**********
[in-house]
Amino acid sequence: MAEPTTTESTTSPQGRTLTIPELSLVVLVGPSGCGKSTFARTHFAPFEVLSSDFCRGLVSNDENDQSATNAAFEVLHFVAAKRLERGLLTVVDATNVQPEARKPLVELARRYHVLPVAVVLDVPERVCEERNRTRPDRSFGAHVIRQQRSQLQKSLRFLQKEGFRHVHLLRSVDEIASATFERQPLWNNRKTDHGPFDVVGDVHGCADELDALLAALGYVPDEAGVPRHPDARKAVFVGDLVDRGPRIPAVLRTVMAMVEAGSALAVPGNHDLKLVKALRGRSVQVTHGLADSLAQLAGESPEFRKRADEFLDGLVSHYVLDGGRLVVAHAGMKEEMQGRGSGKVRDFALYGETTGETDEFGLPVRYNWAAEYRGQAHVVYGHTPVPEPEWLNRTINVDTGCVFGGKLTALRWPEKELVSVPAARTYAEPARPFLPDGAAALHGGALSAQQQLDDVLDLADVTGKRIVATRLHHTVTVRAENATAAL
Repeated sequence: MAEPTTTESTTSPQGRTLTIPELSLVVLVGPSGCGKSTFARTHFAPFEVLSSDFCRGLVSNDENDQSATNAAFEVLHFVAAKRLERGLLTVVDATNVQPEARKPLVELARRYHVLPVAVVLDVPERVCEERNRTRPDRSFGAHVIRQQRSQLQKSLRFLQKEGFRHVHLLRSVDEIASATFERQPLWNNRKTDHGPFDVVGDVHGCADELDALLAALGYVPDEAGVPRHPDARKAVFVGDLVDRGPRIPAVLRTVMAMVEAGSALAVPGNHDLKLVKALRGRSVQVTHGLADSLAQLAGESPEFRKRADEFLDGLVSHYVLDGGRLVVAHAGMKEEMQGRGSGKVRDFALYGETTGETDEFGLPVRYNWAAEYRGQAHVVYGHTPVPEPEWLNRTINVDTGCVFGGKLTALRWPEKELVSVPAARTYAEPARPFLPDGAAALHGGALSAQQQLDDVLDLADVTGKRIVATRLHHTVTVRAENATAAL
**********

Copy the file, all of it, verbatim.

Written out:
[in-house]
Amino acid sequence: MAEPTTTESTTSPQGRTLTIPELSLVVLVGPSGCGKSTFARTHFAPFEVLSSDFCRGLVSNDENDQSATNAAFEVLHFVAAKRLERGLLTVVDATNVQPEARKPLVELARRYHVLPVAVVLDVPERVCEERNRTRPDRSFGAHVIRQQRSQLQKSLRFLQKEGFRHVHLLRSVDEIASATFERQPLWNNRKTDHGPFDVVGDVHGCADELDALLAALGYVPDEAGVPRHPDARKAVFVGDLVDRGPRIPAVLRTVMAMVEAGSALAVPGNHDLKLVKALRGRSVQVTHGLADSLAQLAGESPEFRKRADEFLDGLVSHYVLDGGRLVVAHAGMKEEMQGRGSGKVRDFALYGETTGETDEFGLPVRYNWAAEYRGQAHVVYGHTPVPEPEWLNRTINVDTGCVFGGKLTALRWPEKELVSVPAARTYAEPARPFLPDGAAALHGGALSAQQQLDDVLDLADVTGKRIVATRLHHTVTVRAENATAAL
Repeated sequence: MAEPTTTESTTSPQGRTLTIPELSLVVLVGPSGCGKSTFARTHFAPFEVLSSDFCRGLVSNDENDQSATNAAFEVLHFVAAKRLERGLLTVVDATNVQPEARKPLVELARRYHVLPVAVVLDVPERVCEERNRTRPDRSFGAHVIRQQRSQLQKSLRFLQKEGFRHVHLLRSVDEIASATFERQPLWNNRKTDHGPFDVVGDVHGCADELDALLAALGYVPDEAGVPRHPDARKAVFVGDLVDRGPRIPAVLRTVMAMVEAGSALAVPGNHDLKLVKALRGRSVQVTHGLADSLAQLAGESPEFRKRADEFLDGLVSHYVLDGGRLVVAHAGMKEEMQGRGSGKVRDFALYGETTGETDEFGLPVRYNWAAEYRGQAHVVYGHTPVPEPEWLNRTINVDTGCVFGGKLTALRWPEKELVSVPAARTYAEPARPFLPDGAAALHGGALSAQQQLDDVLDLADVTGKRIVATRLHHTVTVRAENATAAL